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It is truly wonderful and a blessing to have access to Chokgyur Lingpa's terma teaching by Padmasambhava, the Precious Lama. Anyone attracted to the Nyingma lineage, the Nyingthig lineage, Padmasambhava in general, the Tibetan Book of the Dead, Mahayana Buddhism, Vajrayana Buddhism, Tibetan mysticism, Jigme Lingpa, Longchenpa, Mipham Rinpoche, Dzogchen, the Great Perfection, Mahamudra, and so forth, will benefit greatly from this book.
My only gripe is that the mantras - which represent an extremely important part of the book, absolutely essential for success in the practice - are completely indecipherable in terms of correct pronunciation for all but the most experienced practitioner and linguist familiar with Sanskrit and Tibetan. For the quickest and best success, presumably, one ought to pronounce the mantras correctly - as if it were Guru Rinpoche himself speaking the mantras, or the Adibuddha, or a dakini whispering the mantras to you subliminally.
For example, there are no diacritics to support the appearance of Sanskrit words - how are you expected to differentiate a long vowel from a short? Only people highly familiar with secret mantra will be able to begin to know how to pronounce the mantras. There is no pronunciation guided offered - we are just presented with the mantras and expected to pronounce them successfully.
For example, page 102 says "om ah hung vajra guru dheva dakini gyana abheshaya a ah / hung hung hung om sarva puja megha ah hung". Shown to 100 practitioners or even teachers, you would get around 100 distinct pronunciations of that mantra. Wouldn't it be great to have a pronunciation guide? Do Rangjung presume that all readers either 1) know how to pronounce mantras, or b) don't really care how to pronounce them? I suggest that they are wrong on both counts.
For the record, by my count, the above mantra ought to read "oṃ āḥ hūṃ vajra guru deva dakini jñānābhiṣeka a āḥ / hūṃ hūṃ hūṃ oṃ sarva pūjā megha āḥ hūṃ". And even after writing it properly, you still might have no idea how it sounds. By my reckoning, it should be pronounced as follows:
"oṃ (rhymes with home, roam, comb)
āḥ (rhymes with the English interjection "ah!", or the vowel in English "bar", with optional aspiration, i.e. a soft "ha" after the main vowel sound)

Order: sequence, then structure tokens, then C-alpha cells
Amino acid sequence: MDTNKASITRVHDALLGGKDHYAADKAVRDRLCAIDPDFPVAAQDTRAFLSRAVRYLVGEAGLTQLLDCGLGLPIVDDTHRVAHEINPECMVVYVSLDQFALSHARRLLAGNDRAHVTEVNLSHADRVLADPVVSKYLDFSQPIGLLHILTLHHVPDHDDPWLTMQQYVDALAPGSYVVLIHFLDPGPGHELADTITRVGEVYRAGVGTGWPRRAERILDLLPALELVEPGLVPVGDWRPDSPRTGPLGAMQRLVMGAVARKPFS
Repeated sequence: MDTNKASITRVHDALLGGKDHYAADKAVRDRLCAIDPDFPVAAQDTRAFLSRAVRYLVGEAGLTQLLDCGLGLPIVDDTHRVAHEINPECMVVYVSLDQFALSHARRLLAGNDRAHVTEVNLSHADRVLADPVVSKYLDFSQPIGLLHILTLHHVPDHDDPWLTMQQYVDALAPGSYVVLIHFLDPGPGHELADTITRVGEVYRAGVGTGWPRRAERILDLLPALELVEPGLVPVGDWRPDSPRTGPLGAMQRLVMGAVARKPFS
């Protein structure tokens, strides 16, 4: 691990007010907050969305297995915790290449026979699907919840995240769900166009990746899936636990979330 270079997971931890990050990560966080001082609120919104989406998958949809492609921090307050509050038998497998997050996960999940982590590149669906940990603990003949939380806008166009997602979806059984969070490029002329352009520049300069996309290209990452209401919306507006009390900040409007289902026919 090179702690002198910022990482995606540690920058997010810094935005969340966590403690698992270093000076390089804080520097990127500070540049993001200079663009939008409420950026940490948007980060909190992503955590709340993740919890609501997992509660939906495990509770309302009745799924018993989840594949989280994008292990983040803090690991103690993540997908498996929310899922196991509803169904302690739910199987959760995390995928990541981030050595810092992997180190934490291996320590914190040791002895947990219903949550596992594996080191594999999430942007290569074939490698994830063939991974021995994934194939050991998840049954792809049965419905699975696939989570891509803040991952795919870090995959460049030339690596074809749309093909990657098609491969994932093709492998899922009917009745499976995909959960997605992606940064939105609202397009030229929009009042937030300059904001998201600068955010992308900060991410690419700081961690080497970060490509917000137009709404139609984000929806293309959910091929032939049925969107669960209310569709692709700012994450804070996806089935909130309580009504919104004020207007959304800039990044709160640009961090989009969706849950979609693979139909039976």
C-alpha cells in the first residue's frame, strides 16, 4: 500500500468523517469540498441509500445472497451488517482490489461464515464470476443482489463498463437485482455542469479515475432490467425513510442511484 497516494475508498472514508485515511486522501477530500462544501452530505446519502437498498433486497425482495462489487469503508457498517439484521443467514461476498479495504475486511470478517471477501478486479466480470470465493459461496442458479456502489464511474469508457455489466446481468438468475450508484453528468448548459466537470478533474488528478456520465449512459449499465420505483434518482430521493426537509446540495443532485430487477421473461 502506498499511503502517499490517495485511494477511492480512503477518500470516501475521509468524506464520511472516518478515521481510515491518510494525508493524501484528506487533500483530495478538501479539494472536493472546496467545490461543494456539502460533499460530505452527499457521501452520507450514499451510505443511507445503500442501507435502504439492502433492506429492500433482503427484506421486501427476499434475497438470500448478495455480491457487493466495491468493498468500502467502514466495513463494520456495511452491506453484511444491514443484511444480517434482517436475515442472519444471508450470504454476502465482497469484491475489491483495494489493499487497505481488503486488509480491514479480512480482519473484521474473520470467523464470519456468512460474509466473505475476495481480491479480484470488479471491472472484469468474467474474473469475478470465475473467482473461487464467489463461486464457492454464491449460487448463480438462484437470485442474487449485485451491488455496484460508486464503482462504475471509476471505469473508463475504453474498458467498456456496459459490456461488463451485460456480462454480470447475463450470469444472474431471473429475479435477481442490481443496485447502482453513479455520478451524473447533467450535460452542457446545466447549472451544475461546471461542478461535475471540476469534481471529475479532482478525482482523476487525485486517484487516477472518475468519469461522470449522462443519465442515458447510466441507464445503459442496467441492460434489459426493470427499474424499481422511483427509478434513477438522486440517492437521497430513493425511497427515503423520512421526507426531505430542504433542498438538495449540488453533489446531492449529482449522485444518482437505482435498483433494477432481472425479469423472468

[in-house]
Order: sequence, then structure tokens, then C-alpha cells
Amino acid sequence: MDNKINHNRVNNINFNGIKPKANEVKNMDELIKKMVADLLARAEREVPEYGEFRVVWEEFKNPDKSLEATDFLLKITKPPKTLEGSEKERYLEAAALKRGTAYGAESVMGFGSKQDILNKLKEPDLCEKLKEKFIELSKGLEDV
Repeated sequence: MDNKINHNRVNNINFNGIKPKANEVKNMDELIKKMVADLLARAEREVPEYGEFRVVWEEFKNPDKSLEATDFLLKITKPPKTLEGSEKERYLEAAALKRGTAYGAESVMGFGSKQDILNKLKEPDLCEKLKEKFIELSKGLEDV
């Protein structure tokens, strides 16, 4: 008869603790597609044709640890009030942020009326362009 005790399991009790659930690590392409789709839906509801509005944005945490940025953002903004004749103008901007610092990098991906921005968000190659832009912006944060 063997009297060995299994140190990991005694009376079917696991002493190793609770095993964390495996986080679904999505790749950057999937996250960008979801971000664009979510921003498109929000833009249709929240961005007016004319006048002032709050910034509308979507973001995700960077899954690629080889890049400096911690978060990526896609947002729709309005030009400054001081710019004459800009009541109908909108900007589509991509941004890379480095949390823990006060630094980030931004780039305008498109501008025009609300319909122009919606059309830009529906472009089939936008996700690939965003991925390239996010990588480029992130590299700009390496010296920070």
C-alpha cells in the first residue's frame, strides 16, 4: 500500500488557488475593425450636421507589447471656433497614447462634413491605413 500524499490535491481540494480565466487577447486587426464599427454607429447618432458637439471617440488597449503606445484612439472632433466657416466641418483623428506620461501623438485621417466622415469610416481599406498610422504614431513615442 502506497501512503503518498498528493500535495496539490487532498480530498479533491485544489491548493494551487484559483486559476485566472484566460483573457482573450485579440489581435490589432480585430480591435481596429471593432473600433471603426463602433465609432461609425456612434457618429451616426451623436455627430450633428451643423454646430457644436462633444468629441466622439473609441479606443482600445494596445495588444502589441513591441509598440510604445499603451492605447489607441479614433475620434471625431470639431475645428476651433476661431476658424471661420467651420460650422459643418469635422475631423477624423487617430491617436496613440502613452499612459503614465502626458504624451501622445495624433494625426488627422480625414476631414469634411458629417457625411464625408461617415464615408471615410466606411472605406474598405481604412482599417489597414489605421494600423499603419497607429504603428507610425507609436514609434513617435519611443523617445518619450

hūṃ (which rhymes with English boom, zoom, whom, room, loom, broom, doom, tomb, womb, with strictly optional nasalisation, e.g. instead of hoom, something like hoo-ing, except you would say it as "hoong". Since the mantra letter "oṃ" is spelt with anusvāra (ṃ), but is never nasalized - when did you last hear someone say "ong"?, then there is strong precedent to not nasalise other anusvāric mantra letters such as "hūṃ". In any event, it is a long U sound - hoom, boom, zoom - so it has never sounded like English bung, clung, dung, sung, lung, mung, strung, flung, tongue, rung, young or hung, which is a commonplace misconception)
vajra (hard v as in vase, rolled r)
guru (gu sounds like the "goo" in English good; for extra clarification, the vowel is like the "ou" in English "should", ; ru, rolled r, sounds the same again [like the "roo" in English "rook"], with an optional lengthening of the vowel, so that it can sound more like [kanga]rROO)
deva (de sounds like English day, hard v)
ḍākinī (ḍ lingers momentarily before pronouncing the vowel sound, and stress is placed on the final vowel, so that you get something like "d-ahkinEE)
jñānābhiṣeka (jñ = dny; both letters of bh are voiced, and ṣeka sounds almost exactly like English "shaker", and the "i" is short, as in English "his", "fish" or "it", so that it goes something like "dnyahnahb/hishaker) )
a (rhymes with the vowel in English up, or the English indefinite particle "a", as in "just a minute")
āḥ / hūṃ hūṃ hūṃ oṃ sarva (rolled r, soft v, as in water)
pūjā (rhymes with the name of the fictional teddy bear, Pooh + the vowel sound in English jar; with stress on the final vowel, i.e. poohJAH)
megha (the first vowel sounds like English may, and both letters of gh [hard g] are sounded, so that it sounds something like "mayg/ha")
Translations of termas, tantras, sutras, shastras, biographies, hagiographies, histories, and every kind of Buddhist literature are common today, which is wonderful. But finding publishers who take a second to offer pronunciation guides is supremely rare - as rare as hen's teeth or, to use the Buddha's analogy, as a hare's horns. This might seem like a petty complaint, and that since 99% of all Westerners are only beginning to be beginners in such esoteric praxis that is not important how you pronounce a mantra. However, since the Buddha's teachings are there for but one purpose - to awaken all beings to perfect enlightenment - at some point we have to get very serious about the teaching. As part of this evolution, I advocate educating people on the path of secret mantra in Sanskrit and Tibetan pronunciation, and the correct presentation of Sanskrit and Tibetan mantra with complete diacritics.